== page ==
CHANDIGARH — In March this year, SB paid Rs 40,000 as the first instalment of a Rs 1.16 lakh fee for an IAS entrance examination coaching centre in Jaipur. When the lockdown was announced on March 25, the centre — which promised personalised attention to each student — offered an online programme that consisted of pre-recorded lectures.
Then in May, her father who worked in the real estate sector was laid off by his company due to the coronavirus-triggered recession. SB, who requested anonymity to protect her privacy, decided to drop out as she could no longer afford her coaching classes.
“They have removed me from the online group as I was unable to pay the monthly EMI in April,” SB said, in a telephone conversation. “Also, they have refused to refund my down payment paid during the time of admission,” said SB.
The effects of India’s lockdown on school and college education has been widely discussed and documented. Yet, the lockdown’s impact on the lucrative tuition centre industry has flown under the radar.
From pens to electronics
While most organised centres are offering some form of e-learning, students say the online classes don’t offer the sort of rigorous personal attention that they expected when they paid significant sums of money upfront. Education is seen as one of the few remaining opportunities for upward mobility in India’s stratified society, and it isn’t uncommon for parents from across the class-spectrum to set aside money for expensive after-school tuitions.
Now, these parents are wondering why they are continuing to pay hefty fees for vastly diminished services. Many parents and students now want their money back, even as teachers say they are struggling with the always-on demands of online teaching. But for now, the tuition centres are holding firm.
“Why are they charging the same fee of classroom coaching when they are feeding our children pre-recorded lectures ?” said A J Minhas, a Delhi based banker. “They have reduced their staff strength, are not paying any electricity or other maintenance bill and are also running multiple batches simultaneously with the same set of faculty.”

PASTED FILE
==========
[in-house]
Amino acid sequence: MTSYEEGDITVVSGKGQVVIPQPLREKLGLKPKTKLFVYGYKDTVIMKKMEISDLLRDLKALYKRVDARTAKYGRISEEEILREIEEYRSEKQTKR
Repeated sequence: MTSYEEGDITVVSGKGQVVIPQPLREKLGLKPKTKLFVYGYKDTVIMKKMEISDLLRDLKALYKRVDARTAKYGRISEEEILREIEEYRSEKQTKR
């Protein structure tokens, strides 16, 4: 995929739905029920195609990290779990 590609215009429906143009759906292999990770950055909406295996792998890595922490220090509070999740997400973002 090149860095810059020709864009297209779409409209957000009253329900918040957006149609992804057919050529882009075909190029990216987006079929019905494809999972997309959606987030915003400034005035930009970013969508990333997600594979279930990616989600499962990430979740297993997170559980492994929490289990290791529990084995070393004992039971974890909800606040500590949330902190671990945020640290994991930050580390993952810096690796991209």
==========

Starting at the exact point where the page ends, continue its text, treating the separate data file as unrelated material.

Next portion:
Minhas said he paid Rs 3 lakh in March this year for a two-year after-school tuition programme to prepare his son for the Joint Entrance Examination (JEE) for a place in a prestigious engineering college.
Where his son was promised personal attention in a classroom, and a set of 43 textbooks and study materials, he is now watching a lecture online and skimming through emailed pdfs.
“This is daylight robbery,” Minhas said.
Gurtej Singh, a Chandigarh-based grocery shop owner, said online learning also came with significant costs. Where students could once be sent off to study with little more than a thick register and a couple of ballpoint pens; they now need a bevy of electronics.
“Along with the full course fee, parents are now also paying for multiple internet connections for their children,” Sidhu said. “We have to buy separate laptops and mobile phones for them, and also bear the cost of additional stationery items like printer, paper and cartridges to download hundreds of pages of pdfs of the course books.”
Cost and quality of online classes
Dr. Parth J Shah, President of the Centre for Civil Society, an education-research non-profit, said the pandemic had put tuition centres in a bind.
“Their cost of running the institutions hasn’t changed much — salaries, building rents, loans, payment for hardware and software, all remain the same,” Shah said over email. “If they provide no online education and ask for fees to cover the unchanged costs, they would be denounced.”
“If they invest and train their teachers and staff to deliver online education and ask for the same fees as earlier, they still get denounced. What should they do?” Shah said.